“For the 22,000 chemicals introduced since 1976, chemical manufacturers have provided little or no information to the EPA regarding their potential health or environmental impacts.

These chemicals are found in toys and other children’s products, cleaning and personal care items, furniture, electronics, food and beverage containers, building materials, fabrics, and car interiors.

Since 1976 scientists have linked exposure to toxic chemicals to many health risks. There is growing recognition in the scientific community that exposure to even low doses of certain chemicals, particularly in the womb or during early childhood, can disturb our hormonal, reproductive, and immune systems, and that multiple chemicals can act together to harm human health. Some toxic chemicals can even persist in the environment, for decades sometimes, building up in the food chain and in our bodies. Cancer, learning disabilities, asthma, birth defects, and other reproductive problems are all associated, to some degree, with exposure to toxic chemicals in animals or humans.”-Natural Resources Defense Council

I don’t think we should sit by and wait for others to do the right thing for our families, we need to demand that Congress reevaluate the Toxic Substances Control Act for the first time since 1976.

We can help make a change! Seventh Generation is working to push a reform on TSCA which would have all of these chemicals studied and evaluated. Join the movement to protect our kids and future generations to come.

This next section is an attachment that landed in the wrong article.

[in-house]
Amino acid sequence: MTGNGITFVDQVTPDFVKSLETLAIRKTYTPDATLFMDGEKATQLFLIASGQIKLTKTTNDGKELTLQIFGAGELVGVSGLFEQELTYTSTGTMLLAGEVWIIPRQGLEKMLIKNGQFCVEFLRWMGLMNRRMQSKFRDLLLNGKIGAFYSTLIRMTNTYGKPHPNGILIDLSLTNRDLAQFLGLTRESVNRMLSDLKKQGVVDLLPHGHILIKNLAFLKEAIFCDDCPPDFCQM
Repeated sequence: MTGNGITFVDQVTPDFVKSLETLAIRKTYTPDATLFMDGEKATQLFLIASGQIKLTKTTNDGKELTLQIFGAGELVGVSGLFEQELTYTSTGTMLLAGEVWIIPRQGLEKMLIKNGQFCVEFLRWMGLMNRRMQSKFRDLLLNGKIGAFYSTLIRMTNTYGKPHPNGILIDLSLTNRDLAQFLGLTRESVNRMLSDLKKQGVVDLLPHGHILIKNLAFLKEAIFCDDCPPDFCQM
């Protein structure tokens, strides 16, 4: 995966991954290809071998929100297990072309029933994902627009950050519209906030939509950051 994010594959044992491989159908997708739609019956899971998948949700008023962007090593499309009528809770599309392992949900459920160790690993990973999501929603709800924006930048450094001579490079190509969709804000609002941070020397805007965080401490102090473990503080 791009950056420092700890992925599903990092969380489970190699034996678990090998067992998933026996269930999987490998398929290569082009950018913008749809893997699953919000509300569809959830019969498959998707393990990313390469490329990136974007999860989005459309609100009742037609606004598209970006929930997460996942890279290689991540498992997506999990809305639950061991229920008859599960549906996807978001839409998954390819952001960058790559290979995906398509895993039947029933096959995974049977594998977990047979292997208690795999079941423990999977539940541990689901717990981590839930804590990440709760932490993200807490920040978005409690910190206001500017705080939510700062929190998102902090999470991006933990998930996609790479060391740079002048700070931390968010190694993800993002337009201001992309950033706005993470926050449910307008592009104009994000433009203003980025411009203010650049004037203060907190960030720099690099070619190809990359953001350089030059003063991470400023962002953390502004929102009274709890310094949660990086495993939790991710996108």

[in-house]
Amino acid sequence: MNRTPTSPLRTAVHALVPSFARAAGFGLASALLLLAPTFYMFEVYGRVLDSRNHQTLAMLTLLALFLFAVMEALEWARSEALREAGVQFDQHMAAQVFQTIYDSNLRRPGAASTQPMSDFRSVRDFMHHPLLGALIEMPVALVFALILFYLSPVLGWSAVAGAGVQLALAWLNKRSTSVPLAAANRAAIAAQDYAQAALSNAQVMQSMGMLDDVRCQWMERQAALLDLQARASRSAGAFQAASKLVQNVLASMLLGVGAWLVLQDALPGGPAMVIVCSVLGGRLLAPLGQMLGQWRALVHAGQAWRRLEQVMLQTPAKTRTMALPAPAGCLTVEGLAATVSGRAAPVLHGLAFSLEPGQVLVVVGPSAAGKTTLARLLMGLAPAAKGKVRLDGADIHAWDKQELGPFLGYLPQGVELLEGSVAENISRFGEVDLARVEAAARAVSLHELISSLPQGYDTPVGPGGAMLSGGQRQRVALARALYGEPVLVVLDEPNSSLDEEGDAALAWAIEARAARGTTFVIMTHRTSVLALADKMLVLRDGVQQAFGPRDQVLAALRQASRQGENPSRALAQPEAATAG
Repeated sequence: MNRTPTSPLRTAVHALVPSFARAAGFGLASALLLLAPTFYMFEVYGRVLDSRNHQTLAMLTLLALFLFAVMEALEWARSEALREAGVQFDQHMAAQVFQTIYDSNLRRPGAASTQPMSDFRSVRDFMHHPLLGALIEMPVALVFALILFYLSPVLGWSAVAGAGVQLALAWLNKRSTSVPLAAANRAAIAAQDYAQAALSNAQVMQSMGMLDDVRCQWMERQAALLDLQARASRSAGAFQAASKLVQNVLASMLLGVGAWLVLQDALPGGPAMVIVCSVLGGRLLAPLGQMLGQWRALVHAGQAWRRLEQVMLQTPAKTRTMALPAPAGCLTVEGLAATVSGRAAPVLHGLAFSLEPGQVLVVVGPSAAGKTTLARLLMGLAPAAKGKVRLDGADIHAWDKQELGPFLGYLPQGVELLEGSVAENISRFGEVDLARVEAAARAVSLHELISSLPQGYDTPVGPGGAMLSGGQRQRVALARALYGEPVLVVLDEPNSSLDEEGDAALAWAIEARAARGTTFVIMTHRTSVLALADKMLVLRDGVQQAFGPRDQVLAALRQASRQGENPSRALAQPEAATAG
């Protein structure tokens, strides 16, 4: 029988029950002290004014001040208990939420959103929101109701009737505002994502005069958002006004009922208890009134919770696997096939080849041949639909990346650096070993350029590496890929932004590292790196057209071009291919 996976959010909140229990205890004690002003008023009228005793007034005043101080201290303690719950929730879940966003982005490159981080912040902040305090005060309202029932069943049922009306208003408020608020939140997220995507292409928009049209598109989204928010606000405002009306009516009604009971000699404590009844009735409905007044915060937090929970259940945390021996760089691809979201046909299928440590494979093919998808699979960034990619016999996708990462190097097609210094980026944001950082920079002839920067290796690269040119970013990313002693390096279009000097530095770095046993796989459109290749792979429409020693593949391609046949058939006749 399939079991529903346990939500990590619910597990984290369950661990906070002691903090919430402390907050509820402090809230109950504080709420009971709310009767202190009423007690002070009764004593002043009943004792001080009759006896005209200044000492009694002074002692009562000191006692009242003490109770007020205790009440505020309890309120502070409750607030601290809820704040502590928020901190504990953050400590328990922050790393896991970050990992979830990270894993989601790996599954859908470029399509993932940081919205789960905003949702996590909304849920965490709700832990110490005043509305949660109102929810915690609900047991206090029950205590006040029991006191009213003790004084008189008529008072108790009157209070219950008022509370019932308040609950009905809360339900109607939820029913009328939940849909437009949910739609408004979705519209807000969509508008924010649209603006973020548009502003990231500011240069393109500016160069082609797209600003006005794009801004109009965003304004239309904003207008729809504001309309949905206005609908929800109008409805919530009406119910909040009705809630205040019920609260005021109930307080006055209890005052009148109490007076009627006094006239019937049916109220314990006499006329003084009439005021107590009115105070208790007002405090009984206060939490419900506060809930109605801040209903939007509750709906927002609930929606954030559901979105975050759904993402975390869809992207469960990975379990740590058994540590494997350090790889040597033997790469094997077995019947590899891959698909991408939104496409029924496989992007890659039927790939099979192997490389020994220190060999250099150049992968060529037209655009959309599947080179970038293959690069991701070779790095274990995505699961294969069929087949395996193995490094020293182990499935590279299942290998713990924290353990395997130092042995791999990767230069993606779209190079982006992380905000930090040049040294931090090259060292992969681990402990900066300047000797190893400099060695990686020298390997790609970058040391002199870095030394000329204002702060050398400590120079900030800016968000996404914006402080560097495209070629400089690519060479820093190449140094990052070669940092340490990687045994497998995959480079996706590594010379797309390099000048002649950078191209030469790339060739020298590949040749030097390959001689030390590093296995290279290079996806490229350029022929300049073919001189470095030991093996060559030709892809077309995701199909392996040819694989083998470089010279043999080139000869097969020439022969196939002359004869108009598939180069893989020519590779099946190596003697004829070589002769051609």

visit to sign the petition that will be presented to congress on April, 30th 2014.

You can follow the hashtag #FightToxins to stay up to date in the campaign.

Photo provided by Seventh Generation

Photo provided by Seventh Generation

All information on the TSCA and images provided by Seventh Generation

Global Impact’s Women And Girls Fund On #InternationalWomen’sDay

Global Impact’s Women And Girls Fund On #InternationalWomen’sDay
Woman in Long Ampung, Borneo taken by Elizabeth Atalay

Woman in Long Ampung, Borneo taken by Elizabeth Atalay

I was trying not to stare at her earlobe, but finally I had to ask. Not in English mind you because she spoke the local dialect of her village in Kalimantan. I asked her in that international pantomime us travelers learn to speak. One earlobe hung to her chin weighted with gold rings like most of the women. It was the inverted crescent of the other ear that had caught my attention, where the decorative lobe had been cut off.  She stood and sliced the air with two hands holding an invisible scythe. Bending over she then grasped at the shorn earlobe.  Chuckles came from the other village women with whom I sat on the floor of the longhouse as she did this, and I nodded that I understood.

According to Global Impact, two-thirds of the labor to produce more than half the world’s food is done by women. Meanwhile women control less than 10 percent of the world’s assets. I had seen the women working in the fields, carrying thatched backpacks full of grain back to the village, and then pounding it into fine powder.  The missing earlobe was merely an occupational hazard. In turn she motioned to her belly in a sweeping outward gesture unmistakable as pregnancy, and then clasped her arms to her breast. I shook my head “no” and smiled.  I had no children yet, knowing as their faces flooded with pity that being in my mid twenties this would be shocking to them. Still, despite our cultural differences and our language barriers, I remember being amazed at the feeling of sisterhood I felt as their guest. I was a stranger from a faraway land, but as women we connected and understood each other on some very basic level.